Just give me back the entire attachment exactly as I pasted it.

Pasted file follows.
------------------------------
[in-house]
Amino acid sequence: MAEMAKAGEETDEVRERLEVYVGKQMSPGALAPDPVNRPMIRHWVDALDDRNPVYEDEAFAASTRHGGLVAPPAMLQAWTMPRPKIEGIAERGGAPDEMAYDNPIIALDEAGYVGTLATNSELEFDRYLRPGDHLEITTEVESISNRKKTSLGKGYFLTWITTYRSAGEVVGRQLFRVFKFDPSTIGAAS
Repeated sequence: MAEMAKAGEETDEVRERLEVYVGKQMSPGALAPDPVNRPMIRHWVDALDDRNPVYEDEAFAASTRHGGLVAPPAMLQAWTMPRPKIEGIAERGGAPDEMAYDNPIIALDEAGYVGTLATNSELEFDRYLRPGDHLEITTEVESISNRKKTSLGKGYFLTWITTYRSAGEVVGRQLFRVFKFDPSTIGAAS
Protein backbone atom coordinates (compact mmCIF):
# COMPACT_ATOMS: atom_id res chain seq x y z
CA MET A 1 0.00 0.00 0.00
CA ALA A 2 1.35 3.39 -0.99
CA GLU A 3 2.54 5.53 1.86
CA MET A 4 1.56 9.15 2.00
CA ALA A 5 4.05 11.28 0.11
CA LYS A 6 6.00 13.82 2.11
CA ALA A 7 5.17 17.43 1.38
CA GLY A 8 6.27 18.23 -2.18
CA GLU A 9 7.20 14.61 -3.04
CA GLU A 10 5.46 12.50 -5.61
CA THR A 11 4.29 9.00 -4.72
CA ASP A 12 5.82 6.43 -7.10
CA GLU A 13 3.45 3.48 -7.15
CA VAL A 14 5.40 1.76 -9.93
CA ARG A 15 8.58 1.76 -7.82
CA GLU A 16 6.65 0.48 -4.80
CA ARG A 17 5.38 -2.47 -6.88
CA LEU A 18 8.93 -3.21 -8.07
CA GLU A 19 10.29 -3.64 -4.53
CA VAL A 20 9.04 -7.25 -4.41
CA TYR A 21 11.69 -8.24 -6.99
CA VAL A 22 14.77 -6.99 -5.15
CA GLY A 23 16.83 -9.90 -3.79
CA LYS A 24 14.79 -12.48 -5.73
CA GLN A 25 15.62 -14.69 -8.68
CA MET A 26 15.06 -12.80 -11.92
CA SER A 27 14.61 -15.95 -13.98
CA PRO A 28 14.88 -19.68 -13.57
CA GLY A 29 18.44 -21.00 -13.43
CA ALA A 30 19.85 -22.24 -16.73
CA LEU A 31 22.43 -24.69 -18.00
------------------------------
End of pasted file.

[in-house]
Amino acid sequence: MAEMAKAGEETDEVRERLEVYVGKQMSPGALAPDPVNRPMIRHWVDALDDRNPVYEDEAFAASTRHGGLVAPPAMLQAWTMPRPKIEGIAERGGAPDEMAYDNPIIALDEAGYVGTLATNSELEFDRYLRPGDHLEITTEVESISNRKKTSLGKGYFLTWITTYRSAGEVVGRQLFRVFKFDPSTIGAAS
Repeated sequence: MAEMAKAGEETDEVRERLEVYVGKQMSPGALAPDPVNRPMIRHWVDALDDRNPVYEDEAFAASTRHGGLVAPPAMLQAWTMPRPKIEGIAERGGAPDEMAYDNPIIALDEAGYVGTLATNSELEFDRYLRPGDHLEITTEVESISNRKKTSLGKGYFLTWITTYRSAGEVVGRQLFRVFKFDPSTIGAAS
Protein backbone atom coordinates (compact mmCIF):
# COMPACT_ATOMS: atom_id res chain seq x y z
CA MET A 1 0.00 0.00 0.00
CA ALA A 2 1.35 3.39 -0.99
CA GLU A 3 2.54 5.53 1.86
CA MET A 4 1.56 9.15 2.00
CA ALA A 5 4.05 11.28 0.11
CA LYS A 6 6.00 13.82 2.11
CA ALA A 7 5.17 17.43 1.38
CA GLY A 8 6.27 18.23 -2.18
CA GLU A 9 7.20 14.61 -3.04
CA GLU A 10 5.46 12.50 -5.61
CA THR A 11 4.29 9.00 -4.72
CA ASP A 12 5.82 6.43 -7.10
CA GLU A 13 3.45 3.48 -7.15
CA VAL A 14 5.40 1.76 -9.93
CA ARG A 15 8.58 1.76 -7.82
CA GLU A 16 6.65 0.48 -4.80
CA ARG A 17 5.38 -2.47 -6.88
CA LEU A 18 8.93 -3.21 -8.07
CA GLU A 19 10.29 -3.64 -4.53
CA VAL A 20 9.04 -7.25 -4.41
CA TYR A 21 11.69 -8.24 -6.99
CA VAL A 22 14.77 -6.99 -5.15
CA GLY A 23 16.83 -9.90 -3.79
CA LYS A 24 14.79 -12.48 -5.73
CA GLN A 25 15.62 -14.69 -8.68
CA MET A 26 15.06 -12.80 -11.92
CA SER A 27 14.61 -15.95 -13.98
CA PRO A 28 14.88 -19.68 -13.57
CA GLY A 29 18.44 -21.00 -13.43
CA ALA A 30 19.85 -22.24 -16.73
CA LEU A 31 22.43 -24.69 -18.00